September Pānui, 2018 September 2018

From the Chair

From the Chair

The Trust AGM was held over the weekend of September 15 at Whakatū Marae in Nelson. The format had to be changed slightly this year, to suit the travel arrangements of whānau living outside the rohe.  We again had a very good attendance and it was great to see a number of new faces along with a large number who have become regulars, While it was important to get through all of the usual business, it was great to have time also, for whakawhanaungatanga. The hākari was a highlight, and the performances of the combined Tauihu secondary schools kapa haka group Te Rourou Kura and the Ratana group were amazing. I would like to thank our office team for the huge amount of work they have put in over the past several weeks, to plan the logistics for the weekend, and leaving no stone unturned to ensure the hui ran without any hitches. We will most likely revert to scheduling the hui in Blenheim on alternate years, from 2019. I am looking forward to coming out on roadshows we are planning for later...

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Ngā Mihi

Ngā Mihi

This month’s Hui a Tau was one of mixed emotions for Adrian Wilson. After eight years on the Trust, Adrian did not stand for re-election this year and September 15 marked his last day as a trustee. Gifting him taonga on behalf of the iwi, Trustee Margaret Bond said Adrian would be missed. “I’m glad you have been part of this journey and I hope you will return one day,” she said.  Adrian said his eight years on the Trust had changed the course of his life: “It’s been amazing, it’s been frustrating too, but I am proud of what we have achieved together, particularly since settlement.” Adrian was gifted two taonga carved by Fayne Robinson, one made of pounamu to connect him to the Coast, and one made of pakohe, symbolising the connection to Te Tauihu.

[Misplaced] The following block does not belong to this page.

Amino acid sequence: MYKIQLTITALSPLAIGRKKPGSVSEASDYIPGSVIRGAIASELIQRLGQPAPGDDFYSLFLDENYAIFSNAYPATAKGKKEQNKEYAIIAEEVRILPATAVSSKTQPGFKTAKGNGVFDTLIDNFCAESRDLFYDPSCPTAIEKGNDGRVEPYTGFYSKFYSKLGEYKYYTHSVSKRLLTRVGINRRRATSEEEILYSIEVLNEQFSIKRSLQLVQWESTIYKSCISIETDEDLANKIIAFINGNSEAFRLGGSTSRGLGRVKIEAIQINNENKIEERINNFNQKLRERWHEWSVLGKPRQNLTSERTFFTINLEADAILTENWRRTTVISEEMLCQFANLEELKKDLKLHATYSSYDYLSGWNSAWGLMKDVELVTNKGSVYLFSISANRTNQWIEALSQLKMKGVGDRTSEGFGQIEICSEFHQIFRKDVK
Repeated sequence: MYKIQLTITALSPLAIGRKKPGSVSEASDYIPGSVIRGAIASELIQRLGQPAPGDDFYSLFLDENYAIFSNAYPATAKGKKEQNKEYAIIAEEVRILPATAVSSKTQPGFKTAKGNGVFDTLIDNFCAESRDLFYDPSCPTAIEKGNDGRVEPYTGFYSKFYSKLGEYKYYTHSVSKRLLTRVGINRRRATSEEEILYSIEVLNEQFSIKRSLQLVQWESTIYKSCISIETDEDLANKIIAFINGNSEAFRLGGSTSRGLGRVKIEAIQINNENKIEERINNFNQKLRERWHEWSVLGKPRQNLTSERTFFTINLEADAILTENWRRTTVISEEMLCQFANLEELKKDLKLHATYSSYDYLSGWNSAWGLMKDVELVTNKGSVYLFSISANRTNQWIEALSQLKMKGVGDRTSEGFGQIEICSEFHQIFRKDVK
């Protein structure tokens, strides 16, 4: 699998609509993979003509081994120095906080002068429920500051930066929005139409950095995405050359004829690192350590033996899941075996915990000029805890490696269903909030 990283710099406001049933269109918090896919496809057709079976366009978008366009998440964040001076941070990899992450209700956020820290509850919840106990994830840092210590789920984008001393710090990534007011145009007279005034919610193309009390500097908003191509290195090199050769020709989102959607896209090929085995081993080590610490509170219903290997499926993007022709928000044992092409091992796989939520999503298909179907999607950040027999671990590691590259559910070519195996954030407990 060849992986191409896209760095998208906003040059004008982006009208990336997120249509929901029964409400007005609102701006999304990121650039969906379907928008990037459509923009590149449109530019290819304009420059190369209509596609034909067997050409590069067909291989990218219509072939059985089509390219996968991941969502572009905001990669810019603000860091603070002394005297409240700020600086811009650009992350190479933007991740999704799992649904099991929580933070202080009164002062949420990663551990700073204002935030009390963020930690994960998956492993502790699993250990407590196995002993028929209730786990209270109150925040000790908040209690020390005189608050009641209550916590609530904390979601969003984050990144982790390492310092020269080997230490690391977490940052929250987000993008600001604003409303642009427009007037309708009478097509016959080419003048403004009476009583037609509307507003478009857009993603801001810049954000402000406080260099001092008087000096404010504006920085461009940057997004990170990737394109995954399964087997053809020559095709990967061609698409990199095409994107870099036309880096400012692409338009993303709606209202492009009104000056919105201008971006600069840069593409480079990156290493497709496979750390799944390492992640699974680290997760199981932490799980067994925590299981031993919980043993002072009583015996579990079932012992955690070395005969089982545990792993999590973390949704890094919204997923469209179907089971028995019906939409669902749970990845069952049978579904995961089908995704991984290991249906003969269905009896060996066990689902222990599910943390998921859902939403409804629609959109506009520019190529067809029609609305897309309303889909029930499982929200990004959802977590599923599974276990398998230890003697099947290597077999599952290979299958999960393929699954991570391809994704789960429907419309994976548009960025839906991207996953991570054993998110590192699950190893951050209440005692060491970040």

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Nau mai ki te tēpu

Nau mai ki te tēpu

Fayne Robinson is the newest member of the Ngāti Apa ki te Rā Tō Trust and will take his seat at the table for the first time at the Trust’s October meeting.

*Tell us a little about yourself.* I am from Hokitika.  My grandfather is Bill Wilson (Ngāti Mamoe, Ngāi Tahu iwi/Ngāti Mahaki, Ngāti Waewae, Ngāi Tūāhuriri ngā hapū) and my grandmother is Mary Jane Mahuika (Ngāti Apa ki te Rā Tō, Ngāti Mamoe, Ngāi Tahu ngā iwi; Puaha te Rangi, Ngāti Mahaki, Ngāti Waewae, Ngāi Tūāhuriri ngā hapū).  My mum June Robinson was one of 15 children and was one of three key figures who worked on the successful Tiriti settlement claim, where they had to prepare and present their case to the Privy Council in London.  My mum was a passionate advocate for things Māori on the West Coast, and a trustee of Ngāti Apa ki te Rā Tō as well.   I have four children, who have all been brought up with tikanga Māori, and three with te reo Māori as well.   I am a carver; I grew up in Hokitika, actively involved in any sports going, and every free moment I was exploring the environment. If I wasn’t at the river whitebaiting, or up the rivers searching for pounamu, I may have...